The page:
Spring rains had arrived. Puddles were everywhere. Bennie put on his rubber boots and jacket. He was going outside to play.
“Please be careful,” Mother admonished, “and don’t go far!”
“Ok,” Bennie answered. Once outside, he looked for the nearest water puddle.
Every little boy loves to jump up and down in a water puddle. Why not? Water splashes in all directions, it makes loud noises and you never know who else might get wet. Jumping in a water puddle is fun!
What every little boy doesn’t know is what happens when the water puddle is deep and muddy and when you jump up and down and one foot gets stuck in the cold, brown mud and the other foot gets stuck in the cold, brown mud and as you take a step, one foot comes out of your boot and with the next step, the other foot comes out of the other boot and there you are standing in the puddle with no boots, and you are cold and wet. Bennie turned to see his boots, still upright, still dry inside, and still stuck in the mud, just like he had taken them off and set them down. Bennie bent down and grabbed the closest boot. He tugged and tugged and slowly, the mud gave way and his first boot was free. Then he grabbed the second boot, tugged and tugged, and slowly, the mud gave way and the second boot was free. The cold water was numbing, and his teeth started to chatter. He couldn’t stop it. He knew he had to move, fast. He was freezing.
Bennie, a boot in each hand, slowly made his way out of the mud hole and up to the grass. He was tippy, but he didn’t fall. He couldn’t feel his feet anymore – he just knew he had to keep going. He decided it might be better if he didn’t go straight home. Instead, he would knock on Mrs. Appleby’s door.
Standing in his muddy socks, boots in hand, Mrs. Appleby got the picture right away.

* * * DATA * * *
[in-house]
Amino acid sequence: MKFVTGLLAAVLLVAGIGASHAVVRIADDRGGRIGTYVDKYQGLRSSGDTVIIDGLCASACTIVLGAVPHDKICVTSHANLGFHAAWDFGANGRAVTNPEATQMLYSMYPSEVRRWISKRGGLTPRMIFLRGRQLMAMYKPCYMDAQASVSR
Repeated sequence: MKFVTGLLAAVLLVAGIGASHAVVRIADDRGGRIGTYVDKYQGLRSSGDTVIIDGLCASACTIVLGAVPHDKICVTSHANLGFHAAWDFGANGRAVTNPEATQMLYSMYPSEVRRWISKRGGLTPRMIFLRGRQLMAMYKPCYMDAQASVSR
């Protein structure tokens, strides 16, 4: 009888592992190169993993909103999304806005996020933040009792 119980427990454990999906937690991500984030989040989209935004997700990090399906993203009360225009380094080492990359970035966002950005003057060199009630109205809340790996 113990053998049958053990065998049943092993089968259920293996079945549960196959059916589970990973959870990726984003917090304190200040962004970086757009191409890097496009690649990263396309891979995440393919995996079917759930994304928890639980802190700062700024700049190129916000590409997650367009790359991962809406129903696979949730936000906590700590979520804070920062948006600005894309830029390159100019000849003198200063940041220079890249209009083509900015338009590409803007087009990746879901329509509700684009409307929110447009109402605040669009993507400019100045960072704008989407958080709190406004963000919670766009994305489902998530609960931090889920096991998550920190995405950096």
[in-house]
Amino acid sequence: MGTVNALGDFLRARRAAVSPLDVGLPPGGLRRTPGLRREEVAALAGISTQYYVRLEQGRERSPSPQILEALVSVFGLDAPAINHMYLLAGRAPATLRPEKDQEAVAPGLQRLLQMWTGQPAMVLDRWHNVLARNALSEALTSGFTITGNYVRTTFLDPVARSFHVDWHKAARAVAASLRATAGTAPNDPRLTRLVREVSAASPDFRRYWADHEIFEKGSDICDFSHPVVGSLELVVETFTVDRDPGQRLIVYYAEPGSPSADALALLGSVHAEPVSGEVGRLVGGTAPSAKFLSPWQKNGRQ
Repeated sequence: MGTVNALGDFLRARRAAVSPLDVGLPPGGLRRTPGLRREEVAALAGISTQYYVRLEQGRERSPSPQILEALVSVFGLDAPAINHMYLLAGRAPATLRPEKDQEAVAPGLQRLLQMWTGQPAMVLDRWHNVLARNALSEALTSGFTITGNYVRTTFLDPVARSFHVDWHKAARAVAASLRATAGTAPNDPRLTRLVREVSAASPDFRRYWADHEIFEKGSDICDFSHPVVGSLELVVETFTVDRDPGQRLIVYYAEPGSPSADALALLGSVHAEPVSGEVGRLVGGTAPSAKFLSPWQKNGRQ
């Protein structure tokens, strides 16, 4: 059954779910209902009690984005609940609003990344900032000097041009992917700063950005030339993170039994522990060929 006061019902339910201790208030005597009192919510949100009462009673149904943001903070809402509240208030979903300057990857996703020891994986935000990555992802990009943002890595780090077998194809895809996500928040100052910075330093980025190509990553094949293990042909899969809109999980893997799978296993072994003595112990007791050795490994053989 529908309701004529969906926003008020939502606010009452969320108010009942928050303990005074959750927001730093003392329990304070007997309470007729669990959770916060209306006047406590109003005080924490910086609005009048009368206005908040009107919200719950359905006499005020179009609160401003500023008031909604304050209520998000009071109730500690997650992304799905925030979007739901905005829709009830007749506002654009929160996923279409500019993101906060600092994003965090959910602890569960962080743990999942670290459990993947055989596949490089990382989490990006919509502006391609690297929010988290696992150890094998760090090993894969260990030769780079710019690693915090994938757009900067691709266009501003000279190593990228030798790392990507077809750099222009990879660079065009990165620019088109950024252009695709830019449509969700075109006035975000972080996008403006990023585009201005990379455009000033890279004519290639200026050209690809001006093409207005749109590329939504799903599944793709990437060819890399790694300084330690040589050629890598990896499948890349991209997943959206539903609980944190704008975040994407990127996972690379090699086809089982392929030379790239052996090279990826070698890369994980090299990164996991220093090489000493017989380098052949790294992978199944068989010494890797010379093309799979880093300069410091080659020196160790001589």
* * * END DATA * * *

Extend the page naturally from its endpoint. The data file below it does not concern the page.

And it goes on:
“Come in, child, before you catch your death of cold,” she said. Mrs. Appleby was old-fashioned, but very kind.
“You sit right here,” she said, pulling up a wooden chair. Within minutes, Mrs. Appleby had his dirty socks off and his feet in a basin of lukewarm water. As the circulation slowly returned, his feet turned red and felt quite itchy. Then it was time for fresh water and soap. Finally, she dried his feet with a clean towel and fitted Bennie with a pair of new hand-knitted socks, in navy blue, his favourite colour. You see, Mrs. Appleby loves to knit – mittens, socks, winter hats and baby outfits, and she always has a supply on hand for the next important occasion. After being served a fresh-baked chocolate cookie and a glass of milk, Bennie, wearing his new blue socks, put his boots back on, thanked Mrs. Appleby and made his way back home. Mrs. Appleby insisted on keeping the old socks to be laundered.
When Bennie got home, Mommy asked, “You were gone a long time. I was about to start looking for you.” “Me too,” said Daddy, “where were you?” “We were worried.”
Bennie had a big story to tell. Mommy and Daddy listened to all of the details. Finally, Daddy bent down, looked at Bennie and said gently, ‘That was very kind of Mrs. Appleby, but you should have come straight home.”
“I was afraid,” Bennie offered, “I didn’t know what you’d say.”
“Well, next time something happens, don’t be afraid. We love you, don’t you know? You can tell us everything that happens. We want to be the first to know. We love you,” said Daddy.
“Ok”, said Bennie, as a tiny tear showed up in the corner of one eye. “I love you, too, Daddy. And I love Mommy, and Wynnie and Jasmine – and everybody I can think of”
High five, Bennie? High five, Daddy!